Monday, June 6, 2011

Don't for get the helmet cam.

I took Saturday night off. I watched some really interesting TV (Parking Wars, yeah I know), and after having three Augustiners (german beer), I came up with a TV show for my cat (remember, I had three german beers). I know, my cat. A commerical came on for a helmet camera. You know, one of those things you put on your head when you're skateboarding, sky diving, or doing some extreme sport. I guess you could use it for anything, but extreme sports is what they were pushing. So I thought, wouldn't it be funny if I put it on my cat's head to see what she does all day (which is mainly sleep, but if you add a voice to the footage how hilarious would that be). I mean, seriously, it might turn out to be better than some of the shows out there.

Then I started to think about my characters. A friend of mine said she had trouble getting into her characters and asked how do I get into mine. Most of the time they are there, they just come to me, sometimes music helps (okay, it helps a lot). For some reason, I somehow put myself into them. I see, feel, hear, taste and smell everything that is going on around them. I am apart of them and that's what I want my reader to feel. I write first person so I want my reader to be the character.

But what about the other characters? You know, your supportive cast. You have to get into them too, mainly to make them authentic, as real as the main character. Those characters can give you trouble, blocking you out, and not letting you in, especially if you "know" your main character inside and out, it can be hard to get into another characters head. The first thing to try (if you haven't done it already) is to write out details about that character. Treat it like an interview. Ask different questions you want to know--age, eye color, likes, dislikes, etc. Don't get scared if they answer you. It's part of the process. If they still seem a little foreign, then try strapping the helmet cam to their head.  What would they see and hear? What would they touch and eat? You may see more than you knew about them in the first place. It may put you in their perspective and eventually put you into them.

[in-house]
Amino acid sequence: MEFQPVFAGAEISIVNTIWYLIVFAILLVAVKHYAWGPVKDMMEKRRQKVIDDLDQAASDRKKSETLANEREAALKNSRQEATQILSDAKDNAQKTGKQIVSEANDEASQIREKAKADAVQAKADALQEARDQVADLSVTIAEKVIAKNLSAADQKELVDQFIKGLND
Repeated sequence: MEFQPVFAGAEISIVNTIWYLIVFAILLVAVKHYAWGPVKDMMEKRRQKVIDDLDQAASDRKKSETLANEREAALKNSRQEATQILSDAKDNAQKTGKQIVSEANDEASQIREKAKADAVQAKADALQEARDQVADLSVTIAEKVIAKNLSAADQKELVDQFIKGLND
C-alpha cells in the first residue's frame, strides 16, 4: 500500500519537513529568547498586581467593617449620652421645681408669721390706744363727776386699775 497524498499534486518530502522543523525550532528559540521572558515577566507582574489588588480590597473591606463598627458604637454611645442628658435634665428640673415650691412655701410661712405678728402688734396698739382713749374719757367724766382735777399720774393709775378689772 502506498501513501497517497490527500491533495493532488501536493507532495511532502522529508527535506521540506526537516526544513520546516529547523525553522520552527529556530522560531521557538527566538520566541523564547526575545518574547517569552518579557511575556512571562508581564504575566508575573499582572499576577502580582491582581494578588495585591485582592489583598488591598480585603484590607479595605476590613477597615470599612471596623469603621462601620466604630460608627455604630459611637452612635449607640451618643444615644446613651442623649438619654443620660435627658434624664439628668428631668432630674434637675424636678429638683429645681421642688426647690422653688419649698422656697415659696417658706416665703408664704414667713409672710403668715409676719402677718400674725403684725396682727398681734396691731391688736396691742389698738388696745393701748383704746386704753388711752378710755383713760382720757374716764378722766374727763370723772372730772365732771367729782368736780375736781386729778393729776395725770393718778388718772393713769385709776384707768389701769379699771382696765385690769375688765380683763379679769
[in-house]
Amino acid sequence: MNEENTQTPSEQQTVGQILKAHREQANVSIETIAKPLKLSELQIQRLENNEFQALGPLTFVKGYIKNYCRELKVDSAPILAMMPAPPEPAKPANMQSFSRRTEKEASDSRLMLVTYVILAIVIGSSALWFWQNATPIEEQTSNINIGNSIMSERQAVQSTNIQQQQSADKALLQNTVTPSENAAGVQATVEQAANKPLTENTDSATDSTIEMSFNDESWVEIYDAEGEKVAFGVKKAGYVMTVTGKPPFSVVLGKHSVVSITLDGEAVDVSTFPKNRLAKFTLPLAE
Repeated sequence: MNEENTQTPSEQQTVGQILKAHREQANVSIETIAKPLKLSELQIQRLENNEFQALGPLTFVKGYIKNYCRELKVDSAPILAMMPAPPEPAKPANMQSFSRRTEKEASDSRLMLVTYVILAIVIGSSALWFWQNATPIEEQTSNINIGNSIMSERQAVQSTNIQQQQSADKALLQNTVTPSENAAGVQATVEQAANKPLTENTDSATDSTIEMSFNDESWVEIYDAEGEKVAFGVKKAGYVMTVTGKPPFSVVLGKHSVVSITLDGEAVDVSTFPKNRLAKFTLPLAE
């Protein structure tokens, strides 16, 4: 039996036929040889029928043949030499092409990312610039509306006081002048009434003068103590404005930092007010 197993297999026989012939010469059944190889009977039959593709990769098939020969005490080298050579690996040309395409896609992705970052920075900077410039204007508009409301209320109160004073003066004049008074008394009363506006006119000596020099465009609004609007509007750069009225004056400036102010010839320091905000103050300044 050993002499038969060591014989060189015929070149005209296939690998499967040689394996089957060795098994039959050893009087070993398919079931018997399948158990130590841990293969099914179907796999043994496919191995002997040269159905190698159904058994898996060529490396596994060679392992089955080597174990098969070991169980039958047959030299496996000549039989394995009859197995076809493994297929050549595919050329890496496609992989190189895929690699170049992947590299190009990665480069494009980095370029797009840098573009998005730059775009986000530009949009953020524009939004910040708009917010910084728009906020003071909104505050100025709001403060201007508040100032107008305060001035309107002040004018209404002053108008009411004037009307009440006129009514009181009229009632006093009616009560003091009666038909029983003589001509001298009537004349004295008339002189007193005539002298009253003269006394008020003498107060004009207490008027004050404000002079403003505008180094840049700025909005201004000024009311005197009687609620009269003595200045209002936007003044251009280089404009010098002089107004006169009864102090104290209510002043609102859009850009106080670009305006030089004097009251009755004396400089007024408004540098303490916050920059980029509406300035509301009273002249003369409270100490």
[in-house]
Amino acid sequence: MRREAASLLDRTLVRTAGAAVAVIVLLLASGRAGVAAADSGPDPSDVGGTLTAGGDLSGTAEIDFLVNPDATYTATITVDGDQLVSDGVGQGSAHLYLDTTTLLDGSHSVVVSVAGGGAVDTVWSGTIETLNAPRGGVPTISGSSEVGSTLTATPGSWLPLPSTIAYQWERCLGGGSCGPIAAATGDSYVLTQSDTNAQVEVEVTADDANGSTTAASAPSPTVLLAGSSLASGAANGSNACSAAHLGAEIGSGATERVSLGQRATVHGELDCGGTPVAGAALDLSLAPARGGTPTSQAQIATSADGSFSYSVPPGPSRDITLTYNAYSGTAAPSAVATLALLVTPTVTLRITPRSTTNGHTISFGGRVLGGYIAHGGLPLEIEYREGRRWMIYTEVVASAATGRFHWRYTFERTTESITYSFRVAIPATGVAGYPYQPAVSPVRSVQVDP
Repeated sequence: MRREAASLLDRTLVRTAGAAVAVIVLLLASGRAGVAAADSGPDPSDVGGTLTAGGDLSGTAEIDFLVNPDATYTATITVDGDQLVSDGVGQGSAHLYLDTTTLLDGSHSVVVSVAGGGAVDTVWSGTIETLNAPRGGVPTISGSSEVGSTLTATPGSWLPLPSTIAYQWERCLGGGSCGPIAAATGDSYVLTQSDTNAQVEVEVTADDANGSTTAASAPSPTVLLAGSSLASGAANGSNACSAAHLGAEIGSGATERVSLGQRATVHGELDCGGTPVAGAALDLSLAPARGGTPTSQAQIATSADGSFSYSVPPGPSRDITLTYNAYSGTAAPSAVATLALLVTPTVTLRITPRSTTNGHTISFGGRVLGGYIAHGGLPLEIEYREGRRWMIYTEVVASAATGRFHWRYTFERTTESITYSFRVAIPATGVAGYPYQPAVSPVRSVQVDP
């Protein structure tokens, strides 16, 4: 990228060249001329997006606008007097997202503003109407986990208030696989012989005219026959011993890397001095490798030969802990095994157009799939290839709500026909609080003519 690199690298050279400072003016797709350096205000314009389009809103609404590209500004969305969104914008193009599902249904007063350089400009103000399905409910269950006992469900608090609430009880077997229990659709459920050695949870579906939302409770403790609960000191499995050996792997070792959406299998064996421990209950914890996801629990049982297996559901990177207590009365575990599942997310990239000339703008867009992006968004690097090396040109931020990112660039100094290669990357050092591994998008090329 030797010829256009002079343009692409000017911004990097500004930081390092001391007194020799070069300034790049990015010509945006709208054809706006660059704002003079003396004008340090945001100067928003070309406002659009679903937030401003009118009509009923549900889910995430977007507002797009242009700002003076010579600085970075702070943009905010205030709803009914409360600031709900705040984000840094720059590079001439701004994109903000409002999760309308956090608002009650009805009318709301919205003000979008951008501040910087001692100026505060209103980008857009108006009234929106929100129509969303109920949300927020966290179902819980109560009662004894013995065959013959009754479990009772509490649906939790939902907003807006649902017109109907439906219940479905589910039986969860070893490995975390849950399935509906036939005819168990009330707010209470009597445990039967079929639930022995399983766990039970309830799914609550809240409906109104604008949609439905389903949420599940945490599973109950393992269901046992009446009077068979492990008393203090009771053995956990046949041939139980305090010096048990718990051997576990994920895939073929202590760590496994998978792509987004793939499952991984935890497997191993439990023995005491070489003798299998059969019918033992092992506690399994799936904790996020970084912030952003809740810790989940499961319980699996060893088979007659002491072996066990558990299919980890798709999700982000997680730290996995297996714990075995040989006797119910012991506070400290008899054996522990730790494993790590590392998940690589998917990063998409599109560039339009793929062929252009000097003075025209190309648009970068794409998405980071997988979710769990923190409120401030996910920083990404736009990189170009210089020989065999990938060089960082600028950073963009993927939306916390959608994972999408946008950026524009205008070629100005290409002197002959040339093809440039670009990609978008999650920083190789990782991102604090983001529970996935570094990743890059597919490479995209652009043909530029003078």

Now, this is a by no means a proven method, just something I just happen to stumble upon over the weekend in my crazy thought process. So, that's my quick post this morning. You may think its a little strange, but it may work. As for my cat, no helmet cam yet.

How do you get into your supportive characters heads?

How was your weekend?

Any goals for the week?

My goals finish a MS for a CP and finish my first draft. Pretty much the same as last week.

Have a great day!


  1. I do a lot of prewriting and fill out character charts until I can't stand it anymore, which doesn't take long. I do interviews. But I definitely get to know them better when I just write.

  2. Great question about getting into the head of supportive characters. I tend to take myself out of the picture as opposed to stepping into the picture with my main characters. I ask these supportive characters lots of question but basically the questions are about their reactions. If this would happen how would you react and what value would it bring to the storyline?

  3. I agree with salarsen. We (okay, I) usually tend to focus on my MCs and forget about the supportive cast until after the draft. With my wip, I didn't though and my first draft was much more solid. I did interviews with them as well. Because I have a few who are adults, I also had to really think about how they might say something vs. my MCs who are teens/younger adults.

  4. i'd watch that.
    my goals for this week are to get as many words down for my new WIP as possible. I fell behind a bit over the last few days

  5. I do character collages and lay them out on the floor when I write. That helps me big time. :D

  6. Usually, my supportive cast just comes to me as well. And unless I really try and get to know them, I only ever know them as much as needed.

    I had a great weekend! Hope you have a great week!

  7. *snort* Cat cam. So good! I'd definitely watch that. So far, my characters just show up as is and I "know" them, pretty much like you said. Hopefully that's always the case.

  8. Hm, great question! I usually get there by writing and rewriting.

  9. Had a great weekend, thank you. I've interviewed my characters before. It's fun. Helps to dig deep and see what makes them tick.